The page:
SSA Requests and Accepts Some Advocate Recommendations On May 15, 2013, SSA issues revised POMS for allowable third party travel expense from (d)(4) SNT: ◦ “Payment of third party travel expenses which are necessary in order for the trust beneficiary to obtain medical treatment”; ◦ “Payment of third party travel expenses to visit a trust beneficiary who resides in an institution, nursing home, or other long-term care facility (e.g., group homes and assisted living facilities) or other supported living arrangement in which a non-family member or entity is being paid to provide or oversee the individual’s living arrangement. The travel must be for the purpose of ensuring the safety and/or medical well-being of the individual.” POMS SI 01120.201 F.2.b.; ◦ provides for 90 day amendment period for previously approved trusts with old travel terms, with no retroactive termination or overpayment. ◦ See attached publication with specific POMS changes May 15, 2013
CMS Position And Influence On SSA Gene Coffey and Jannelle Bratcher, from CMS policy office, attended 2 nd meeting at advocate’s request. No CMS position on sole benefit expressed at meeting except that agency must work “within confines of previously stated policy”. CMS position on “sole benefit” only articulated in HCFA 64, interim decisions, and letters to regional offices.
SSA Addresses Operational Issues re: Review of SNTs Creation of “virtual cadre” of trust experts from around the country. Using automation and electronic files for efficiency and to leverage national resources. Will have a group of trust experts for external case specific inquiries. SSA will identify the trust expert for each region. Expect implementation in 2-3 months. Also, considering allowing Advocates to review and comment on training materials.
Other Rule Changes Will Require Regulation SSA will publish advance notice of proposed rulemaking for regulations for certain other policy changes such as: ◦ Third party travel expenses for circumstances other than those related to medical treatment or oversight of safety and medical well- being. ◦ Payment of certain legal obligations of the beneficiary from trust considered to be for the benefit/sole benefit of the beneficiary.
Payment of Family Caregivers Stated policy of “Not paying mom to be mom”. SSA says this has been their policy. If the services would otherwise be provided by an outside entity, family caregiver may be compensated by trust. No specific credentialing or training required. No rule making anticipated at this time.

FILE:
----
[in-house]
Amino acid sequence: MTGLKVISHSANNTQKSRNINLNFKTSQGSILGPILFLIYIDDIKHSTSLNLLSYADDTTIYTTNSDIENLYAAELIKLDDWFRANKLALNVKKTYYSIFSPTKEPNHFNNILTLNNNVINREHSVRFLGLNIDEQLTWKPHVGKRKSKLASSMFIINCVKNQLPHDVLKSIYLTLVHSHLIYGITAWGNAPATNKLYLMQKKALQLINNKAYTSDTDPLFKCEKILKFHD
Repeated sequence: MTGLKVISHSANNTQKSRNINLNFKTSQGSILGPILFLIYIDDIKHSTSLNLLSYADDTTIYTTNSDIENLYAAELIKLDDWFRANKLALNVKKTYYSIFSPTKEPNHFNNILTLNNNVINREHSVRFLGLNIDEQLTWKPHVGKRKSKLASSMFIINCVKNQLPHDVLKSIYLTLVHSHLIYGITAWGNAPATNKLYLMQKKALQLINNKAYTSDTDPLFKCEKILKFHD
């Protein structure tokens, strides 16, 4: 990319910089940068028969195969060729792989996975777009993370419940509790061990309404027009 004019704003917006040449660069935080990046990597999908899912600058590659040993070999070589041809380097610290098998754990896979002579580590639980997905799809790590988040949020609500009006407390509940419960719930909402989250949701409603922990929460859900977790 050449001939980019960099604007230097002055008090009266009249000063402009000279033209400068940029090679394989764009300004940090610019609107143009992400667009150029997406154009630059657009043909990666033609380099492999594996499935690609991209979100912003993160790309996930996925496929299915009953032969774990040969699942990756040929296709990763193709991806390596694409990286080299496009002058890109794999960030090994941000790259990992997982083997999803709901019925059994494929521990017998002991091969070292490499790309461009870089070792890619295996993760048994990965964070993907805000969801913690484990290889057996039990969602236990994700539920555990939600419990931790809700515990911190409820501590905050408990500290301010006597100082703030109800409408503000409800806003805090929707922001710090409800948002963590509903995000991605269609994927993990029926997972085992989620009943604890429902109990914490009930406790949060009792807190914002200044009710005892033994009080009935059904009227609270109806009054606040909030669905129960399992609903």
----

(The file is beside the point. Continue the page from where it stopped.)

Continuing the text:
SSA Position on Individual Establishing (d)(4)(A) Trust SSA Office of General Counsel opinion that beneficiary cannot establish (d)(4)(A) trust and concluded that Congress must have intended that beneficiary could only establish a (d)(4)(C) trust. Marty Ford, ARC Public Policy Office, commented on original intent of Congress to allow individual to establish trust, but not included in statute due to scrivener’s error. Advocates request that Court established trust procedure described in POMS be made more understandable to avoid trust creation errors.
Gathering Issues for the Next Meeting with SSA General rule allowing a reasonable amendment period without retroactive termination and overpayment for trusts previously found to meet the SSA special needs trust exclusion, regardless of policy change or different reviewer on redetermination. Court establishment. “General trust rules” regarding what choice of contingent beneficiary makes an irrevocable trust revocable. Allowable trust distributions that do not violate sole benefit interpretation.
General Impressions of the Tone of Our Discussions SSA staff have been professional, cordial, fairly candid and willing to engage with the Advocates. Although Commissioner Astrue opened the door, the commitment to meeting with Advocates remains. Evident desire to provide better customer service and willingness to hear us. High level of concern about program integrity and the next ugly front page story about abuses. Proprietary attitude re: protecting “our” beneficiaries from abuse by trustee and having a responsibility to protect these private funds.
Implications for New and Existing Trusts Trustees may now reimburse third parties for payments made to purchase goods and services for the beneficiary without this counting as income to the beneficiary. Payment of third party travel expenses is limited to purposes outlined in recent POMS changes. Every other third party travel expense is considered to violate the sole benefit rule. Consequences of having used trust assets for disallowed purpose when found on review? Probably a transfer for less than value rather than a countable asset. Advise clients and beneficiaries that many rules are under scrutiny at SSA at this time and changes in existing trust provisions and patterns of distribution may be necessary as SSA rules evolve.
If trust includes authority to pay for third party travel for other than medical treatment or oversight of beneficiary’s well-being, amend trust prior to redetermination to avoid review and penalty. General “Travel” without details as a permissible expenditure, e.g. on the list of examples of trust uses, should not be a problem. If paying family caregivers, document the need for services over and above expectations of parental support, such as with physician or care manager orders/recommendations in a plan of care. When establishing trust by court order, carefully follow POMS terminology, have court “order” trust creation, and not have beneficiary petition court. Share the issues you are encountering with us to bring to the next Advocates meeting.